But, for Pogue, there's also bad news: "a lot of the promise is Appleâs wishful thinking." According to him, new features like full-screen mode and autosave "generally work only in Apple programs," while other companies' apps will need to be upgraded.
"The final good news, though, is that you can ignore all of this," he wrote. The new iPad-style features are optional on Lion. "Just this once, Apple isnât dictating the way you have to do things."
Pogue also highlighted several other "nips and tucks" that he found terrific, such as the new AirDrop file transfer process, thoughtful design advances in Apple's Mail application and the new Resume feature.
For all of Lion's plusses, the reviewer pointed out "some good reasons not to rush right away" to upgrade to Lion. For instance, the removal of Rosetta, which allows pre-Intel software to run on newer Macs, may affect some users, especially those who rely on Quicken software. Pogue also encountered "a few bugs" in Lion: "intermittent glitches with the Resume feature, MobileMe syncing alerts, missing menu bars, various Mail features and, on one very special day, dog-slow program opening." However, Apple said the problems were due to a "rare endless-loop iCal upgrade problem" unique to his laptop and promised a fix in an future update.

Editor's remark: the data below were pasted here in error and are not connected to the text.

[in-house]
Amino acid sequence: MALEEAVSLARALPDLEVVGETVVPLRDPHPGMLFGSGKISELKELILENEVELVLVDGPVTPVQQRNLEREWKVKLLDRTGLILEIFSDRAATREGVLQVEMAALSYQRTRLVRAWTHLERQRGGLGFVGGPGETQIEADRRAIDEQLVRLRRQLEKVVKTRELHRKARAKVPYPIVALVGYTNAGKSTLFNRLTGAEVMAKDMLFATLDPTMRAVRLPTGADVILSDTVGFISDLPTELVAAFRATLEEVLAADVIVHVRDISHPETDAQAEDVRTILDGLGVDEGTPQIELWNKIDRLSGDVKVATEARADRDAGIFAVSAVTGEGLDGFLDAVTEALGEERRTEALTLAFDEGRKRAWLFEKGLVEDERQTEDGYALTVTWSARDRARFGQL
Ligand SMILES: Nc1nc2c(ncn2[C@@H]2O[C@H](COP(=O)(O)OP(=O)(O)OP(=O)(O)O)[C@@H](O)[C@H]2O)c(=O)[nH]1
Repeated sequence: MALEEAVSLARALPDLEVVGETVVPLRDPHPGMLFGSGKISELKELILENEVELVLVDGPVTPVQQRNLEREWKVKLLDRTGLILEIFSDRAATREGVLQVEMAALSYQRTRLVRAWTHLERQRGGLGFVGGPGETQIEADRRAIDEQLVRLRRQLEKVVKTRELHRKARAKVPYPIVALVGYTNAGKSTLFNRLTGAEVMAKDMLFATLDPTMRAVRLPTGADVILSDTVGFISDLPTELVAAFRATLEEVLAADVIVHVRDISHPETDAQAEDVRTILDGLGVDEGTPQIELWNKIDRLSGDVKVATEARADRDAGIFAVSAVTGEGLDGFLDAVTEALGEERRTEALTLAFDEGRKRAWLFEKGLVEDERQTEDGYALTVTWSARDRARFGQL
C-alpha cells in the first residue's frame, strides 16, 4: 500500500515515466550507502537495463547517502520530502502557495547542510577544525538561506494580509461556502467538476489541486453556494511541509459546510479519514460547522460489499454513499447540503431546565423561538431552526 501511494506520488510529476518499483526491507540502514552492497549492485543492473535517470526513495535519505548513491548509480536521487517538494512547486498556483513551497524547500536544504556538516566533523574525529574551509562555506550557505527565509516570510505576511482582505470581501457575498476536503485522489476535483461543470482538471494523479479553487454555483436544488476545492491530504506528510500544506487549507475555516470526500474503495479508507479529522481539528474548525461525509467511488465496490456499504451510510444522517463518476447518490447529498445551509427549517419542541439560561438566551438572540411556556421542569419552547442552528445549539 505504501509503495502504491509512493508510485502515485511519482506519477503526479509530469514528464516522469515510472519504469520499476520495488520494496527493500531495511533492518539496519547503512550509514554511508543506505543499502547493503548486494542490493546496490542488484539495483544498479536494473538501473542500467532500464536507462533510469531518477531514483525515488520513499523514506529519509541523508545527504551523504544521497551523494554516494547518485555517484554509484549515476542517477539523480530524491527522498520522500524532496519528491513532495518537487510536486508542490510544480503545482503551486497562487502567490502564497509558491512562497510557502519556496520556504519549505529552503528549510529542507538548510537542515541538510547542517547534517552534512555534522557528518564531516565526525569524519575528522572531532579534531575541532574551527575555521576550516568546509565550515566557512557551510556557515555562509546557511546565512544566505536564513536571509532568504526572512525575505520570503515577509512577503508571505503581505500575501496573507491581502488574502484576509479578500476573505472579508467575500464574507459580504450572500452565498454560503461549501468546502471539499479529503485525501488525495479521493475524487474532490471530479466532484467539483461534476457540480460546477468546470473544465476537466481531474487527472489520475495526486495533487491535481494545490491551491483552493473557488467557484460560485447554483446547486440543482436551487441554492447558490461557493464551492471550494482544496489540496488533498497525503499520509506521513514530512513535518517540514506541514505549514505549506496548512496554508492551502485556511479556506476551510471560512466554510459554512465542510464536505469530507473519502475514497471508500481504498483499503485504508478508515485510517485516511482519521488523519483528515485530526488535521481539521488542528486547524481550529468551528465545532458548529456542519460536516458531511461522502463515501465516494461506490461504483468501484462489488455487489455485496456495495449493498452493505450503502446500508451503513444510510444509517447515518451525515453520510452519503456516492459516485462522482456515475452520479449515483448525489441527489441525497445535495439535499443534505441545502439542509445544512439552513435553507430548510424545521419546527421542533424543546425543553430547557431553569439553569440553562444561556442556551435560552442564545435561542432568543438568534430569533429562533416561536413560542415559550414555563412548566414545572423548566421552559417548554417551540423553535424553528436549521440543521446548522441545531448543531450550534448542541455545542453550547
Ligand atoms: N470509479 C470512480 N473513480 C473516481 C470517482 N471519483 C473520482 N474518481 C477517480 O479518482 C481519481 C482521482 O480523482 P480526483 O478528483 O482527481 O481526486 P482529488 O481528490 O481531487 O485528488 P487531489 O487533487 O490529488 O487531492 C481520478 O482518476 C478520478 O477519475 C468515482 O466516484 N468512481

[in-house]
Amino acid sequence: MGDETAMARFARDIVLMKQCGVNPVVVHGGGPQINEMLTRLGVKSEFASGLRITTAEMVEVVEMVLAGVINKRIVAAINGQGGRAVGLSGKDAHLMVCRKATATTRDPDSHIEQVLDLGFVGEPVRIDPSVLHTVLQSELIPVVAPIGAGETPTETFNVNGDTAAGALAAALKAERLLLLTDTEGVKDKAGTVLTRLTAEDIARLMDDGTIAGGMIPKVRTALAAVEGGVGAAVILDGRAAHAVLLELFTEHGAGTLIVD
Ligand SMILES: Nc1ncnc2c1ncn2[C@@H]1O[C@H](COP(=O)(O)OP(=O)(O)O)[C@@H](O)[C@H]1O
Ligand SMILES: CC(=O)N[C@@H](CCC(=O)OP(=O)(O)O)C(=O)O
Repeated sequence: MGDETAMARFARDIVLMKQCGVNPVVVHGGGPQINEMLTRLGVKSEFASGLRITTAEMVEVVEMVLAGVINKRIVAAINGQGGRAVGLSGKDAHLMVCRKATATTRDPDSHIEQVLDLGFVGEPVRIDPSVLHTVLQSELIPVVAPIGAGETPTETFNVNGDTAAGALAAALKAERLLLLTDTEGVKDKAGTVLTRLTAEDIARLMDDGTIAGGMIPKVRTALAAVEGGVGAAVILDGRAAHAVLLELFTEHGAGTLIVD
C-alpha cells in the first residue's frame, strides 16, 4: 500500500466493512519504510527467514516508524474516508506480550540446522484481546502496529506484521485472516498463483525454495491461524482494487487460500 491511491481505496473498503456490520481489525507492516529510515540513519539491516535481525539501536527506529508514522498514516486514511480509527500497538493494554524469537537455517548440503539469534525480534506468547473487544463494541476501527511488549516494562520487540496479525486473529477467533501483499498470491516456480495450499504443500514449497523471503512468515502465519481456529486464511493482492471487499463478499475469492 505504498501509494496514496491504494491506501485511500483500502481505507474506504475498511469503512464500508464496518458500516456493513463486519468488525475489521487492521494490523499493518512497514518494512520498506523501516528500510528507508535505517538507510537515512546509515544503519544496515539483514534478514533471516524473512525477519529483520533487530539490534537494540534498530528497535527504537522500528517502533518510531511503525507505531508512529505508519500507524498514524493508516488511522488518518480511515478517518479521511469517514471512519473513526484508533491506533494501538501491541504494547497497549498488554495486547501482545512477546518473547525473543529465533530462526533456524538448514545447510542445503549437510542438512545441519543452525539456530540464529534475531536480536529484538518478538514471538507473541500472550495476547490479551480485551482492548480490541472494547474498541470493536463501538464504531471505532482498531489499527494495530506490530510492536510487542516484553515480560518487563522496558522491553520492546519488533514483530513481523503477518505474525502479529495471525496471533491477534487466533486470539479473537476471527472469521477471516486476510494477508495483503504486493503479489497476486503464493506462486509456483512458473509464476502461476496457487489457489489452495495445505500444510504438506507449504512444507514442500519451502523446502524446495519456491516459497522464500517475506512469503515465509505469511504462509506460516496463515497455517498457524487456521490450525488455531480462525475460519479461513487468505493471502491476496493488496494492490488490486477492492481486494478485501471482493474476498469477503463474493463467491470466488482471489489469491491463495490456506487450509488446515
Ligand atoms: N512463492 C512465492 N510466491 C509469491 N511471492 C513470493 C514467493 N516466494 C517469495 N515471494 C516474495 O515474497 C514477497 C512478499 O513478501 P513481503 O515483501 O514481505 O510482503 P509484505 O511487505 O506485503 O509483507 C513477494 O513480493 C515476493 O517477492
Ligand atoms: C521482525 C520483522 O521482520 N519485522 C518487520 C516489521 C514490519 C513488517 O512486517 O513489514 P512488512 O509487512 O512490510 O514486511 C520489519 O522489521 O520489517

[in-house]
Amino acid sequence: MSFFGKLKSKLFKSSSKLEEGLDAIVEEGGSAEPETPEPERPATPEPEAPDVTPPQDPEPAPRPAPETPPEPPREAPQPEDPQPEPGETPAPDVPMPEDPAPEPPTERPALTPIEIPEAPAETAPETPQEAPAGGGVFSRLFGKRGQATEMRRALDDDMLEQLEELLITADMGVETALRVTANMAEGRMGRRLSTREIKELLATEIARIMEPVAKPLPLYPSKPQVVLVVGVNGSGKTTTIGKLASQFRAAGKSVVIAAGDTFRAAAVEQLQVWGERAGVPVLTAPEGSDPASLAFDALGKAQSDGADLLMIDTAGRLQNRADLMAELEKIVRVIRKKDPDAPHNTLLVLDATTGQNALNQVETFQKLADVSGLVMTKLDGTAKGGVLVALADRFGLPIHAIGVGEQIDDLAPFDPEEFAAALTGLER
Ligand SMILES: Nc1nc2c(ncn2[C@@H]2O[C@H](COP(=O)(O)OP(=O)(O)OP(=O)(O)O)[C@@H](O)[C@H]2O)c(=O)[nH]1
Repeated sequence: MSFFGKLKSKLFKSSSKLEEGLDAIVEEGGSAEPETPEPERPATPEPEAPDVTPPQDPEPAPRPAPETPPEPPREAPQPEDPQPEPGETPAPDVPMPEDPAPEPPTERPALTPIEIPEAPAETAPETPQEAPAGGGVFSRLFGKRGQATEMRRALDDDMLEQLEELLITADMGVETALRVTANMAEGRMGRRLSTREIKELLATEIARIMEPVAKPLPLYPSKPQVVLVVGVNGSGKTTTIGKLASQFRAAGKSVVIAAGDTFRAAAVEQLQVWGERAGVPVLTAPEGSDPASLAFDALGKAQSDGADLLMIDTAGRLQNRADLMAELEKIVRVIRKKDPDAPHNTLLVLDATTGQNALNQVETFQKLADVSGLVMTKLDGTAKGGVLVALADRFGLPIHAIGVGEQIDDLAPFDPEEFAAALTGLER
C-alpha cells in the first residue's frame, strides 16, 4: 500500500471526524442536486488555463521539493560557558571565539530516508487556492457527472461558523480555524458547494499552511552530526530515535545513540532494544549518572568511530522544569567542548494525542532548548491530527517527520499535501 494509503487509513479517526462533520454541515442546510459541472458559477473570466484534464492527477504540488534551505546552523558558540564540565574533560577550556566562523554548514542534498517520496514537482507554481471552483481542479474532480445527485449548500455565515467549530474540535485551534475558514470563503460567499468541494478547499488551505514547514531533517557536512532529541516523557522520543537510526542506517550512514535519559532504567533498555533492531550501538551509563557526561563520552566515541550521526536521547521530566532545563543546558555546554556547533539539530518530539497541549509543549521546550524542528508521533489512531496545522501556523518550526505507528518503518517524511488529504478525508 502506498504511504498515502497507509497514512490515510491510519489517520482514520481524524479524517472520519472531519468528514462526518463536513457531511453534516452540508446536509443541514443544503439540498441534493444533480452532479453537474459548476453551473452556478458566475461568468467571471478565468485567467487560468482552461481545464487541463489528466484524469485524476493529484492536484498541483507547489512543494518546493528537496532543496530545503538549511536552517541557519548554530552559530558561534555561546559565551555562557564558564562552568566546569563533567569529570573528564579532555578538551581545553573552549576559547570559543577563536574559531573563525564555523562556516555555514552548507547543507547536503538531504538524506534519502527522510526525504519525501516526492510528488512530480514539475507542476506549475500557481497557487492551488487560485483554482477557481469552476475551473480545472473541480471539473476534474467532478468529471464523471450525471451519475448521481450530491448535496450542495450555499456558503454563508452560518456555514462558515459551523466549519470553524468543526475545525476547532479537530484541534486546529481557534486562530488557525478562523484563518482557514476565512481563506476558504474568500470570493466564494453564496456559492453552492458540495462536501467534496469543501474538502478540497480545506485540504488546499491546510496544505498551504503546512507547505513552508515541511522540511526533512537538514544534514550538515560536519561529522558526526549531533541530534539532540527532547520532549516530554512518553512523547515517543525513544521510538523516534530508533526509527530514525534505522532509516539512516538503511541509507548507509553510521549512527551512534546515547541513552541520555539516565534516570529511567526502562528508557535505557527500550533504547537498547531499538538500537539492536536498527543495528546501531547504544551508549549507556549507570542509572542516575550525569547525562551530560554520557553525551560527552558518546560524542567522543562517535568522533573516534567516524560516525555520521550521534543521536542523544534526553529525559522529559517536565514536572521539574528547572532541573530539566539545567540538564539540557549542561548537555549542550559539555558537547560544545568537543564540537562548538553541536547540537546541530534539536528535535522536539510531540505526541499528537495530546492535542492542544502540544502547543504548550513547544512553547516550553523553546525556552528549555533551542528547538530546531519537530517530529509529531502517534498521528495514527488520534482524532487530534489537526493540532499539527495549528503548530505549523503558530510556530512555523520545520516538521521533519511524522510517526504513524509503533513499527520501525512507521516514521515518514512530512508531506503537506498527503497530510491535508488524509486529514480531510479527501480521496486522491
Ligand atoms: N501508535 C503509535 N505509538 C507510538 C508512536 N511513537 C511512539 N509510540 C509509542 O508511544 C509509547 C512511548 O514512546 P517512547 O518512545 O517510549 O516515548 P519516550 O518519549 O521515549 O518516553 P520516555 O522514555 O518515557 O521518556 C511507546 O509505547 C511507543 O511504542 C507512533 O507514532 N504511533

Pogue concluded that Lion is "classic Apple: innovative to some, gimmicky to others, big leaps forward, a few stumbles back." And, after third-party software makers update their applications to be Lion-compatible and Apple resolves the bugs, "Mac OS X 10.7 might be something even more exotic: a fast, powerful, good-looking, virus-free, thoroughly modern operating system."
In his review for the Journal, Walt Mossberg called Lion a "giant step in the merger of the personal computer and post-PC devices like tablets and smartphones" and a "harbinger of things to come."
Mossberg said he liked the upgrade, after testing it on four Macs, as its new features "make computing easier and more reliable." He had no trouble upgrading, and compatibility with existing apps was "very good," though one app he used will require an update to work in Lion.
The reviewer saw just one crash during his testing. It occurred while using iTunes, but Apple has said that the new iTunes 10.4, which is optimized for Lion, should resolve the issue.